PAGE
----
The best thing about the Vanity Fair party? The A-list pairings unique to the most exclusive WHCD parties. What exactly was Attorney General Eric Holder talking about with Questlove?

“Afros,” said the musician.

Read more here.

Musician Questlove, from left, Eric Holder, U.S. attorney general, and Sharon Malone attend the Bloomberg Vanity Fair White House Correspondents' Association (WHCA) dinner afterparty in Washington, D.C., U.S., on Saturday, May 3, 2014. The WHCA, celebrating its 100th anniversary, raises money for scholarships and honors the recipients of the organization's journalism awards. Photographer: Andrew Harrer/Bloomberg *** Local Caption *** Questlove; Eric Holder; Sharon Malone

 Questlove, from left, Eric Holder, U.S. attorney general, and Sharon Malone attend the Bloomberg Vanity Fair White House Correspondents’ Association (WHCA) dinner after party in Washington, D.C., U.S., on Saturday, May 3, 2014.  (Andrew Harrer/Bloomberg)

President Obama's best jokes from his WHCD speech

You can read the entire transcript, but here are the president’s best jokes from Saturday night.

“I usually start these dinners with a few self-deprecating jokes. After my stellar 2013, what can I possibly talk about?”

“I admit it — last year was rough…In 2008, my slogan was “Yes, we can.” In 2013, my slogan was “Control, alt, delete.”

“MSNBC is here. They are a little overwhelmed. They’ve never seen an audience this big before.”

“I am feeling sorry, believe it and not, for the Speaker of the House. These days, the house Republicans give John Boehner a harder time than they give me. Which means orange really is the new black.”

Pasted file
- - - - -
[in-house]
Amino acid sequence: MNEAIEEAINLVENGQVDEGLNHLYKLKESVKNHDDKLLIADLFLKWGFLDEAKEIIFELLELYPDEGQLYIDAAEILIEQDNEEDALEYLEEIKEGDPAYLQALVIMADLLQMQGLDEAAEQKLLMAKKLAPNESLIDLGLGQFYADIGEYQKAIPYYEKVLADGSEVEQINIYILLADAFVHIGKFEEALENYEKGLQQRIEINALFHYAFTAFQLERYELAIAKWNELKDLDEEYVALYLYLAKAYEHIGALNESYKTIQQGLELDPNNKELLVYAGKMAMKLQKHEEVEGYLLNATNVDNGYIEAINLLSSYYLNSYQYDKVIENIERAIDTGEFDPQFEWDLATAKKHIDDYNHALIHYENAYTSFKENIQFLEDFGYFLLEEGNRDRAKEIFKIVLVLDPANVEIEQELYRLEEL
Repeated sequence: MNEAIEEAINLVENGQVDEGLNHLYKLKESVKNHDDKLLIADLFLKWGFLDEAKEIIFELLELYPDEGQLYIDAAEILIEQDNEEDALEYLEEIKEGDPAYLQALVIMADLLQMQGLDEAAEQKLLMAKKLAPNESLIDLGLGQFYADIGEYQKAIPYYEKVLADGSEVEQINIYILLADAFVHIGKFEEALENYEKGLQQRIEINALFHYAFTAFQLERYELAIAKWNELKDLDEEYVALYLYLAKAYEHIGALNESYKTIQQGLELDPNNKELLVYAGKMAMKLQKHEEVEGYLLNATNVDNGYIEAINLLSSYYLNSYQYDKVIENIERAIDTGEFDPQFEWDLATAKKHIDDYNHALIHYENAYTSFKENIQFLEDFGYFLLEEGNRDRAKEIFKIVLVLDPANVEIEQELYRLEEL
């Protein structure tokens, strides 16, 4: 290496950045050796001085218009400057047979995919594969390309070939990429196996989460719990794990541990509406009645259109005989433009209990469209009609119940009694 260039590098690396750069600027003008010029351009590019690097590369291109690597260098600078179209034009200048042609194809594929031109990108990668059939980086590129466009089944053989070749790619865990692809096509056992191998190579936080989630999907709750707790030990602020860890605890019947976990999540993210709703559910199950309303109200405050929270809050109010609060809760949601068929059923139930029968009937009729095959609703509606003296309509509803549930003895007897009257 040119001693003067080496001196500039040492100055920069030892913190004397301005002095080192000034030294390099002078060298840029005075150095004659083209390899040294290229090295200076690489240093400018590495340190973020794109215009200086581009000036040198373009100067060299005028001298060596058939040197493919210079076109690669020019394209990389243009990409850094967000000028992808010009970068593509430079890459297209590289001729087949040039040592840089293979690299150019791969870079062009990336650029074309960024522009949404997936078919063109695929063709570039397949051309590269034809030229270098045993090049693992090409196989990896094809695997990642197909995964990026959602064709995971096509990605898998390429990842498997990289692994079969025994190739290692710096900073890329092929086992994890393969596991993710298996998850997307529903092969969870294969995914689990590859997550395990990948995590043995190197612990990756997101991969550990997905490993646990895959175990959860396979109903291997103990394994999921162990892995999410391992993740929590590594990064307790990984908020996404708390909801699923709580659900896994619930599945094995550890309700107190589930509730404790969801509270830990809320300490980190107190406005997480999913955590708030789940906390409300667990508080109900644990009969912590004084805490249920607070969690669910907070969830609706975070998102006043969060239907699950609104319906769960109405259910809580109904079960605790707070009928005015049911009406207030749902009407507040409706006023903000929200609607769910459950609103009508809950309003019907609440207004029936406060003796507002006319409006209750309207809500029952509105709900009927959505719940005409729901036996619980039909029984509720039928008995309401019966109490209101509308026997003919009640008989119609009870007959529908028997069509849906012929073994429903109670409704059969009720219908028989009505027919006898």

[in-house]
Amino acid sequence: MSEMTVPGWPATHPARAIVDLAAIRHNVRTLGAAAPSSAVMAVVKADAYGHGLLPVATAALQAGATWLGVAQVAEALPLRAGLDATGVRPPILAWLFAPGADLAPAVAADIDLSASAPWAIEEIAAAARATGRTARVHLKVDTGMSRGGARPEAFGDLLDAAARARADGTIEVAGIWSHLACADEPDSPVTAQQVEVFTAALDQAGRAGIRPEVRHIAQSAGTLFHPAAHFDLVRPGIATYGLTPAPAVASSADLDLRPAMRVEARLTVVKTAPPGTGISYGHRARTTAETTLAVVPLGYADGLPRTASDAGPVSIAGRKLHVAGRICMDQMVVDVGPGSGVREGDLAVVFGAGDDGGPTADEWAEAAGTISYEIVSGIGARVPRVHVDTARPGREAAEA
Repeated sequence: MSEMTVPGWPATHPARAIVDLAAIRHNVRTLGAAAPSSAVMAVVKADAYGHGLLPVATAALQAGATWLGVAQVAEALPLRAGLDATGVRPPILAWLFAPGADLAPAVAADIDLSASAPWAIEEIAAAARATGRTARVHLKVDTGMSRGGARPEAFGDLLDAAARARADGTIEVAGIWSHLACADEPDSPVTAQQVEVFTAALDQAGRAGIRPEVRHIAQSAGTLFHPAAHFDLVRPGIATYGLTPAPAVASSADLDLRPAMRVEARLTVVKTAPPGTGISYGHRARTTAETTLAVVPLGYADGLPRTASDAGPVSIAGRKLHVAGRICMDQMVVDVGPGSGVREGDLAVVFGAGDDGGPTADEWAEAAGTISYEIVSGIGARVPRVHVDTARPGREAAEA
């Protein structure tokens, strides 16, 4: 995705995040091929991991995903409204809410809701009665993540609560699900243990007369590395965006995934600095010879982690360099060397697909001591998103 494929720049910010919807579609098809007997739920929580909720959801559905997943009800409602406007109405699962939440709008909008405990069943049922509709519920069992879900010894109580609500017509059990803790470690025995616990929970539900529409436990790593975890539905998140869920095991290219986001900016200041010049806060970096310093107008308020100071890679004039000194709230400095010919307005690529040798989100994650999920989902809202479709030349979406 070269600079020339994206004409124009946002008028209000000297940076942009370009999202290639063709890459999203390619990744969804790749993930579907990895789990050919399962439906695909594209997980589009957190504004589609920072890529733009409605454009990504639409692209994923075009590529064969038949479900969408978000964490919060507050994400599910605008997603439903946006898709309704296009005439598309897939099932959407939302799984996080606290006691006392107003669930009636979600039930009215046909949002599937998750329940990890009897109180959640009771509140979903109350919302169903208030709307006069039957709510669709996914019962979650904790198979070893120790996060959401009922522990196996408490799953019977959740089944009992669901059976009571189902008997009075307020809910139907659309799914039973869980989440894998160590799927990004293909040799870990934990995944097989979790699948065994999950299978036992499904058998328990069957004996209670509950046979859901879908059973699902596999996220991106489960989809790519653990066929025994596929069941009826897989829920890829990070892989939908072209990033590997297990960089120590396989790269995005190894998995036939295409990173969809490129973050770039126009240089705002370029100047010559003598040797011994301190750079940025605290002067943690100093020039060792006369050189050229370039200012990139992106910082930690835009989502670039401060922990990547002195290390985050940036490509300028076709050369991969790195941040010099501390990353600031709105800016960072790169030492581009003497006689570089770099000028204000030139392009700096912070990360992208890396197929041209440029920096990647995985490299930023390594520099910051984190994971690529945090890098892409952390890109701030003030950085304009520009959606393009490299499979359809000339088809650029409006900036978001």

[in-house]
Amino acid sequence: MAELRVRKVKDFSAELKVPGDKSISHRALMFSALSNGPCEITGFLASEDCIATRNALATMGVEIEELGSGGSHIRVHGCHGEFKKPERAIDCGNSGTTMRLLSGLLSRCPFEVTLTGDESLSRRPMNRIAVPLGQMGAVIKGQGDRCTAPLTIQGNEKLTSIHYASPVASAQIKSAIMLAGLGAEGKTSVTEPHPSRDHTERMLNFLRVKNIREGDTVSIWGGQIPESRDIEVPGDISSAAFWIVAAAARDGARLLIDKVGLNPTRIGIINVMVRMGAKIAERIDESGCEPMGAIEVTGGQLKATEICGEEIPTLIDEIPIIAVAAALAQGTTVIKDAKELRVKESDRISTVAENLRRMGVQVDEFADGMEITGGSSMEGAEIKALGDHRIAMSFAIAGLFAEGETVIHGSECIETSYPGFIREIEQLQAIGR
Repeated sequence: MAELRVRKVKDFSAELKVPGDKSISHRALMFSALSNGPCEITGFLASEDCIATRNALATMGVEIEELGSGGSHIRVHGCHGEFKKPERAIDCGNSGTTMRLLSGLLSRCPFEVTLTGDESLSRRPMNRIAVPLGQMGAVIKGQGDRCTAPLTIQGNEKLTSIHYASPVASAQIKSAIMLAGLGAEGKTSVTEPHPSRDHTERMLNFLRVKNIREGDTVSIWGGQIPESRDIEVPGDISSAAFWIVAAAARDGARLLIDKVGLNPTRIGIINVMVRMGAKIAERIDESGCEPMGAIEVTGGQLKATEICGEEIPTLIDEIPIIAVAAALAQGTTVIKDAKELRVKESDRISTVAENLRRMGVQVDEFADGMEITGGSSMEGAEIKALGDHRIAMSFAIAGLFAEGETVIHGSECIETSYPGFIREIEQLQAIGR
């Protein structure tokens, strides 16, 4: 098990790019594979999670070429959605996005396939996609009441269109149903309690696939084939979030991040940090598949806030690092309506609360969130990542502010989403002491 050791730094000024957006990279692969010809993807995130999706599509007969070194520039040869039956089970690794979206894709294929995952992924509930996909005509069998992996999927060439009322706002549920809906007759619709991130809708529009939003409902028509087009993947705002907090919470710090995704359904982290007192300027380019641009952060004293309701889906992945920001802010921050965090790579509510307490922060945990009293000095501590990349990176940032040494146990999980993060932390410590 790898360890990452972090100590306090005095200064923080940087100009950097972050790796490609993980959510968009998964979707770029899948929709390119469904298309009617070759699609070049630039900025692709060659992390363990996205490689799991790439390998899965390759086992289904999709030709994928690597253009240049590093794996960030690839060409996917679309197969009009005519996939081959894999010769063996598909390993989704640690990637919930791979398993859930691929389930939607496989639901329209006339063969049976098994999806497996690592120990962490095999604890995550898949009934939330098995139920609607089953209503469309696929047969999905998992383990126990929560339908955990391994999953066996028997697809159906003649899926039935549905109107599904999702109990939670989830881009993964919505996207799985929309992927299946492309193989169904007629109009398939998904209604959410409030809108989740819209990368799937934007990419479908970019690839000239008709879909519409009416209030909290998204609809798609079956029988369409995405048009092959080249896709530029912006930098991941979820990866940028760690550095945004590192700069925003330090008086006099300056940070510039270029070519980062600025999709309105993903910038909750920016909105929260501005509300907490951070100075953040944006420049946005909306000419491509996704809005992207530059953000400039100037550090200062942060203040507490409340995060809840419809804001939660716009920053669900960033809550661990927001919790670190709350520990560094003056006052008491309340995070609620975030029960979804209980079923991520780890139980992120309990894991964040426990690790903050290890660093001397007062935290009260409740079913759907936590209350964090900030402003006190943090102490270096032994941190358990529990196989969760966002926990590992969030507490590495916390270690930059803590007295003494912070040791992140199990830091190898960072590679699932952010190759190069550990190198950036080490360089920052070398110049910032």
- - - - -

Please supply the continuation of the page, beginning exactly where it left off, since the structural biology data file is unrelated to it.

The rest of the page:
“Speaking of conservative heroes, the Koch brothers bought a table here tonight. But they used a shadowy right-wing organization as a front. Hello, Fox News.”

“I’m just kidding. Let’ s face it, Fox, you’ ll miss me when I’m gone.  It will be harder to convince the American people that Hillary was born in Kenya.”

“Michelle and I watched the Olympics, we cannot believe what these folks do. Death-defying feats. We haven’t seen somebody pull a 180 that fast since Rand Paul disinvited that disgruntled rancher from this dinner.”

“As a general rule, things don’t end well if the sentence starts, ‘Let me tell you something I know about the Negro.’ You don’ t really need to hear the rest of it. Just a tip for you. Don’ t start your sentence that way.”

Watch the full speeches by President Obama and Joel McHale

At Buzzfeed, a little less buzzy

Music by Outkast and Gwen Stefani shook the walls at the BuzzFeed and Facebook bash. But it didn’t have quite the same effect on the crowd at the night’s nose-thumbing blogger dinner, which proffered hardly any food, nowhere-to-be-found members of Pussy Riot and an unseemly amount of vodka mixed with soda. By 10, the party that so many journos at the Hilton seemed to brag about having invites to dragged like a wedding party on its last legs.